Beyond where the wells are placed, the surface area of the well system depends on the volume of space that needs to be thermally regulated and the homeowner’s expectations on how the system is used. At the Cornell House in Denver, Architectural Workshop retrofit a 2,025 sq. ft. mid-century modern house in an urban neighborhood with a geothermal system by placing three vertical closed loops 300 feet-deep apiece in the front yard. Likewise, the firm designed a 5,060 sq. ft. showcase home for a sustainably focused new construction community Southeast of Denver where the goal was net zero. Here a geothermal system was chosen for its ability to provide 110 percent of the home’s heating and cooling as well as domestic hot water. In that case, four vertical closed loops at 400 feet deep each proved to be the most efficient configuration. At the Murphy residence, an upper-end mountain home currently on the boards, plans call for five vertical closed loops at 250 feet deep apiece for a 4,250 sq. ft. home.

 

With geothermal, a well field is dug adjacent to the home and one-inch PVC pipes encased in concrete are used to circulate a mix of water, antifreeze and refrigerant through a ground loop.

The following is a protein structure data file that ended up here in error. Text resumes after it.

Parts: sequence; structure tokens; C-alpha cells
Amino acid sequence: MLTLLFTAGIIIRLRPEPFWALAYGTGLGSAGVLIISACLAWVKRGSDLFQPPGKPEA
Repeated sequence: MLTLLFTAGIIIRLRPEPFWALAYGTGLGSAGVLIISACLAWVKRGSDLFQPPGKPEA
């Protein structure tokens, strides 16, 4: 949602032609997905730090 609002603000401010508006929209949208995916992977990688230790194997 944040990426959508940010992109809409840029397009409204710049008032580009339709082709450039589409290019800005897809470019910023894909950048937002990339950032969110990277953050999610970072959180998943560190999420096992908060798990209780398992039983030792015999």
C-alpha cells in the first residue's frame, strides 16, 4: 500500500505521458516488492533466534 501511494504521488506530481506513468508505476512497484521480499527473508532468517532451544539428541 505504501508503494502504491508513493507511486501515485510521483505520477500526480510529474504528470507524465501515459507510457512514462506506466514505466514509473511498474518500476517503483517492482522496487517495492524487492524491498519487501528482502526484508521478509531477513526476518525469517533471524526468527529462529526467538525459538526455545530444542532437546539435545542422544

“In terms of selecting and sizing the system, the design team needs to understand the homeowner’s lifestyle expectations,” says Jenista. “Geothermal heat pumps work with both ducted forced-air systems and in-floor radiant heat coils. In terms of functionality, the controls are identical to a gas-based system, so users can heat specific zones, at specific times, or the whole house simultaneously. The newest controls are programmable on a smartphone and can even draw data from local weather conditions and self-adjust the system for you.”

Though geothermal makes a lot of sense financially for homeowners, in the long run, the challenge for system selection lies in first costs. Typically, a geothermal furnace is between 25 to 40 percent more expensive than a standard gas furnace depending on the energy needed. There is also the cost of boring the required wells which could be another 20 percent. In total, a geothermal system might cost as much as 75 percent more than a gas system to install. However, once it is in place, there is no utility bill, and the payback period is estimated at just five years.